Travels from New York, USA
Roselinde Torres's speaking fee falls within range: $25,000 to $30,000 (Speakers' virtual presentation fees are generally around 60-80% of the in-person fee range noted here.)
Senior partner and managing director at the consulting firm BCG, Roselinde Torres leads the firm in the areas of “people and organization.” A lifelong student of leadership, she is the firm’s resident expert in the field.
Prior to her current position, Roselinde worked as a senior partner at Mercer Delta Consulting, and she has also headed up internal consulting teams for Connecticut Mutual Life and Johnson & Johnson.
CEOs, senior executives and boards across a wide range of industries have asked Roselinde to assist with executive leadership, teamwork, organization design and change management. She is frequently requested as a speaker at national business forums on leadership and organizational transformation. As a popular and prolific author, she has published books on topics such as 21st-century leadership, organizational growth, team effectiveness and CEO succession.
Her work and ideas have been featured in many prestigious business publications, including BusinessWeek, the Economist, Corporate Board, Chief Executive, Fast Company and Institutional Investor. She is on the “America’s Best Leaders” selection committee for US News & World Report and is also a trustee of the Wildlife Conservation Society.
Roselinde Torres is a senior partner and managing director at the consulting firm, BCG. A senior leader in the firm’s “people and organization” practice area, she is also the company’s resident expert on leadership, a topic she has studied her entire career.
Questions she likes to ask include, “what innovative methods can help prepare the next generation of leaders?” and “how do we enable leaders to unlearn past modes and habits of success?”
Prior to joining BCG in 2006, Roselinde was a senior partner at Mercer Delta Consulting, while she has also led internal consulting teams at Johnson & Johnson and Connecticut Mutual Life. She speaks frequently about organizational transformation and leadership; her work and thinking have been featured in publications such as BusinessWeek and The Economist.
Roselinde has been a long-term advisor to CEOs, senior executives, and boards on issues of executive leadership, team effectiveness, organization design, culture change, and large-scale change implementation. She has consulted across a wide range of industries, including consumer products, financial services, health care, industrial goods, retail, and technology.
Roselinde is a frequent speaker at national business forums on organizational transformation and leadership and has authored publications on twenty-first-century leadership, organizing for growth, executive team effectiveness, M&A cultural integration, and CEO succession. She has been featured in the major business press, including BusinessWeek, the Economist, the Corporate Board, Chief Executive, Fast Company, and Institutional Investor. She serves on the selection committee for U.S.News & World Report’s America’s Best Leaders and is a trustee of the Wildlife Conservation Society.
Prior to working at BCG, Roselinde was a senior partner at Mercer Delta Consulting, where she also held a number of U.S. and global leadership roles. She also led internal consulting teams at Johnson & Johnson and Connecticut Mutual Life. At Johnson & Johnson, she was a member of the senior leadership team of Ethicon Endo-Surgery.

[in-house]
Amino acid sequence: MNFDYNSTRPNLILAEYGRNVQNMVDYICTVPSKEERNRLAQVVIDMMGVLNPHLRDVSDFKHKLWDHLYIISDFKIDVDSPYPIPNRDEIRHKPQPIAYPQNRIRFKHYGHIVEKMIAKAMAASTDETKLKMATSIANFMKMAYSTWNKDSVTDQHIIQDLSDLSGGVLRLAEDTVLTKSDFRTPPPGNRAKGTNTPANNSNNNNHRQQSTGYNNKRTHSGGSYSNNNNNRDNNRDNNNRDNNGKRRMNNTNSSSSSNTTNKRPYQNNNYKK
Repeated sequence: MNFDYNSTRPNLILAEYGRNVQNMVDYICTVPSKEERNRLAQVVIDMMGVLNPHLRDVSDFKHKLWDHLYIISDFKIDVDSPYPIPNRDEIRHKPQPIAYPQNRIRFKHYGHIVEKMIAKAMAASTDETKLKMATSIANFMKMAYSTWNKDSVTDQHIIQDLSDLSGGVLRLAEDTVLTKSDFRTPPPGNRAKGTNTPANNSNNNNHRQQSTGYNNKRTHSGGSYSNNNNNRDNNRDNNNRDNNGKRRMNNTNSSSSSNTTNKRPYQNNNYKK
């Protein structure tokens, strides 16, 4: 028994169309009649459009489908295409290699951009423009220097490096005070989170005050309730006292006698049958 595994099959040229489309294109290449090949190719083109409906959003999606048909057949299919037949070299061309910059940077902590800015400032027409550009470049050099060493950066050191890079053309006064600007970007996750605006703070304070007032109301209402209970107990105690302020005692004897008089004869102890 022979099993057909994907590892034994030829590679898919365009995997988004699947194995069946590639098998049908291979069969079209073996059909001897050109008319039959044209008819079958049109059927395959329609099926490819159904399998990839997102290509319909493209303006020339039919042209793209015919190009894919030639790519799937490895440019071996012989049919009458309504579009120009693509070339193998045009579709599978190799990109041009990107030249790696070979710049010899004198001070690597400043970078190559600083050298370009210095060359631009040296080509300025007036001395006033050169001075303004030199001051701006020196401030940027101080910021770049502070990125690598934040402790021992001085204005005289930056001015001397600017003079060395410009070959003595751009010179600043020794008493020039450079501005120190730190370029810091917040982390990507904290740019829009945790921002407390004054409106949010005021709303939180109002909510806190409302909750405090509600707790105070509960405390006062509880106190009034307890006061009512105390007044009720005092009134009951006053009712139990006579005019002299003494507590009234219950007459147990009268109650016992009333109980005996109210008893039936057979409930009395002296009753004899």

Roselinde holds an MS degree in human resource development from the American University/NTL Institute for Applied Behavioral Science. She has a BA with honors in English and Spanish from Middlebury College
Roselinde Torres examines what goes into making a great leader today. She says, “Many of us carry this image of this all knowing superhero who stands and commands and protects his followers. But that's kind of an image from another time, and what's also outdated are the leadership programs that are based on success models for a world that was, not a world that is or that is coming."
Laying out the research that has led to this conclusion, she explains, “We surveyed 4000 companies, and we asked them, let's see the effectiveness of your leadership development programs. 58% of the companies cited significant talent gaps for critical leadership roles. That means that despite corporate training programs, off sites, all these things, more than half the companies had failed to grow enough great leaders."
Addressing the audience directly, she puts the question: “You may be asking yourself, 'is my company helping me to prepare to be a great 21st-century leader?' The odds are, probably not."
Roselinde explains her thinking on the creation of successful leadership development processes. She says, “The best leaders are focused on creating value, and there are a lot of definitions of leadership, it's probably the most searched word, but when we come right down to it, what I would argue is there are many ways to create value… that should be the operating frame for that leader."
Talking of the wider responsibilities of a leader, she explains, “They will also make sure that the broader leadership body throughout the organization, other levels of leadership, right down to frontline supervision, are also equipped to be great leaders, because these individuals serve as influence nodes."
Detailing what it takes to make the very best leaders, she says “They invest the time to learn themselves about what they're asking the organization to do, whether that be technical content, whether that be a human element, or whether that be something that has to do with the broader world."
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